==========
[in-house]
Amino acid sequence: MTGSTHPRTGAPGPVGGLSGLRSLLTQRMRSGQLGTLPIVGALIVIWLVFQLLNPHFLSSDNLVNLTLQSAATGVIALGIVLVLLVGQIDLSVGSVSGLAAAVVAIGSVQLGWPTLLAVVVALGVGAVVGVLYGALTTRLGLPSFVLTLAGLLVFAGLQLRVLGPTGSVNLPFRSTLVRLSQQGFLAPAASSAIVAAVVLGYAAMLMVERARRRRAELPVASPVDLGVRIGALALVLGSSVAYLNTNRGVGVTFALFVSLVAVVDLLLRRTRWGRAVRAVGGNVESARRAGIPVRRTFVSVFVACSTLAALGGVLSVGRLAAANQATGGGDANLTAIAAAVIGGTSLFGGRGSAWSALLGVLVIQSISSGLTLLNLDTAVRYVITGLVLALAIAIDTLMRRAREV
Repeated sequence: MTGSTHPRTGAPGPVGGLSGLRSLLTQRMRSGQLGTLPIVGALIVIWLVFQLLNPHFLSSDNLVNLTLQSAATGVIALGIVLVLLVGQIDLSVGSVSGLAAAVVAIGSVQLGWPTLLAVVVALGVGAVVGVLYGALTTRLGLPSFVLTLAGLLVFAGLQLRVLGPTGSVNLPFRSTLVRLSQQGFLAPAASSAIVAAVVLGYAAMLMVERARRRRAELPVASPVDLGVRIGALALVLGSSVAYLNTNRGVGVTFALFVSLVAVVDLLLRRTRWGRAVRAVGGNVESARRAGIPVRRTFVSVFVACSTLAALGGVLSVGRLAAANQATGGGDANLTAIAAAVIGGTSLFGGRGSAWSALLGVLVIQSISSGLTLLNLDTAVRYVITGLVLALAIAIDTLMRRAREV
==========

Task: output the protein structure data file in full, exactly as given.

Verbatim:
[in-house]
Amino acid sequence: MTGSTHPRTGAPGPVGGLSGLRSLLTQRMRSGQLGTLPIVGALIVIWLVFQLLNPHFLSSDNLVNLTLQSAATGVIALGIVLVLLVGQIDLSVGSVSGLAAAVVAIGSVQLGWPTLLAVVVALGVGAVVGVLYGALTTRLGLPSFVLTLAGLLVFAGLQLRVLGPTGSVNLPFRSTLVRLSQQGFLAPAASSAIVAAVVLGYAAMLMVERARRRRAELPVASPVDLGVRIGALALVLGSSVAYLNTNRGVGVTFALFVSLVAVVDLLLRRTRWGRAVRAVGGNVESARRAGIPVRRTFVSVFVACSTLAALGGVLSVGRLAAANQATGGGDANLTAIAAAVIGGTSLFGGRGSAWSALLGVLVIQSISSGLTLLNLDTAVRYVITGLVLALAIAIDTLMRRAREV
Repeated sequence: MTGSTHPRTGAPGPVGGLSGLRSLLTQRMRSGQLGTLPIVGALIVIWLVFQLLNPHFLSSDNLVNLTLQSAATGVIALGIVLVLLVGQIDLSVGSVSGLAAAVVAIGSVQLGWPTLLAVVVALGVGAVVGVLYGALTTRLGLPSFVLTLAGLLVFAGLQLRVLGPTGSVNLPFRSTLVRLSQQGFLAPAASSAIVAAVVLGYAAMLMVERARRRRAELPVASPVDLGVRIGALALVLGSSVAYLNTNRGVGVTFALFVSLVAVVDLLLRRTRWGRAVRAVGGNVESARRAGIPVRRTFVSVFVACSTLAALGGVLSVGRLAAANQATGGGDANLTAIAAAVIGGTSLFGGRGSAWSALLGVLVIQSISSGLTLLNLDTAVRYVITGLVLALAIAIDTLMRRAREV